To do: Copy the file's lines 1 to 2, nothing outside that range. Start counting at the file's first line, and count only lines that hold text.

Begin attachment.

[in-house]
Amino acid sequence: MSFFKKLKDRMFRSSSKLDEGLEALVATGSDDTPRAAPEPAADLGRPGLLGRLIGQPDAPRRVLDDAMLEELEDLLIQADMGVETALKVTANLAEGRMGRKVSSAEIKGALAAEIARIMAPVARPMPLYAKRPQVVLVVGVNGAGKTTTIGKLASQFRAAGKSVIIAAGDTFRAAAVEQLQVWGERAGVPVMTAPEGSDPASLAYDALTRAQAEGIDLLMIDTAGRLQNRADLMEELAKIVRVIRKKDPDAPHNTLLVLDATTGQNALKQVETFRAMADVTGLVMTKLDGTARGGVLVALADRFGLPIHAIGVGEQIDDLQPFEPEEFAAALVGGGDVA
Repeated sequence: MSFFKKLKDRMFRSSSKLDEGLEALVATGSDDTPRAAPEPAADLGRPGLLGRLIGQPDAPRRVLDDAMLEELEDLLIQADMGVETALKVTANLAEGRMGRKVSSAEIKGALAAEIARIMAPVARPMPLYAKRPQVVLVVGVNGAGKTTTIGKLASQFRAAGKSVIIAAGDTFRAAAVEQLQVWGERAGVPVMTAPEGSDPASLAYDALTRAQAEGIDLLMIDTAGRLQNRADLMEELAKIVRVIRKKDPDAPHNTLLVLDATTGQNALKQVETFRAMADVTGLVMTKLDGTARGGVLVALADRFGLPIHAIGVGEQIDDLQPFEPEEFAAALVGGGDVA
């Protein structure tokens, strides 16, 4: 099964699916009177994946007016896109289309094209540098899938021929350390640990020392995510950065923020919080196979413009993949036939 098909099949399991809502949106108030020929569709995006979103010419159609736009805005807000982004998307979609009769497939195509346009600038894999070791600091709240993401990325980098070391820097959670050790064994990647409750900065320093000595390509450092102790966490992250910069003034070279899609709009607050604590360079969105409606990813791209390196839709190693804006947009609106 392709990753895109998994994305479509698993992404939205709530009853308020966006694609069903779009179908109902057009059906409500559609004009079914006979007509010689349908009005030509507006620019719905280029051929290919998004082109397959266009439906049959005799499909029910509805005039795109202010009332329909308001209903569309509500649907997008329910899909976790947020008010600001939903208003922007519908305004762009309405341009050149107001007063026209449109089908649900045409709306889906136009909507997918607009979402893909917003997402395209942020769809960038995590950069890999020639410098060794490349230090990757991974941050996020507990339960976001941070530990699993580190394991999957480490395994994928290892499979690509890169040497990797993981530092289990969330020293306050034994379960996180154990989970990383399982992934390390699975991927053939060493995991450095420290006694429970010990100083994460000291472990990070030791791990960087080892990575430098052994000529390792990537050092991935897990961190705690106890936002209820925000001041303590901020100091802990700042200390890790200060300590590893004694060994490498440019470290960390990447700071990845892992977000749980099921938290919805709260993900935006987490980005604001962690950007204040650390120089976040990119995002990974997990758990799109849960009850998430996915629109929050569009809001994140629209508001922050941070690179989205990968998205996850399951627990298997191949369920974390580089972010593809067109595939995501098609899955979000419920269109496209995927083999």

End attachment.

[in-house]
Amino acid sequence: MSFFKKLKDRMFRSSSKLDEGLEALVATGSDDTPRAAPEPAADLGRPGLLGRLIGQPDAPRRVLDDAMLEELEDLLIQADMGVETALKVTANLAEGRMGRKVSSAEIKGALAAEIARIMAPVARPMPLYAKRPQVVLVVGVNGAGKTTTIGKLASQFRAAGKSVIIAAGDTFRAAAVEQLQVWGERAGVPVMTAPEGSDPASLAYDALTRAQAEGIDLLMIDTAGRLQNRADLMEELAKIVRVIRKKDPDAPHNTLLVLDATTGQNALKQVETFRAMADVTGLVMTKLDGTARGGVLVALADRFGLPIHAIGVGEQIDDLQPFEPEEFAAALVGGGDVA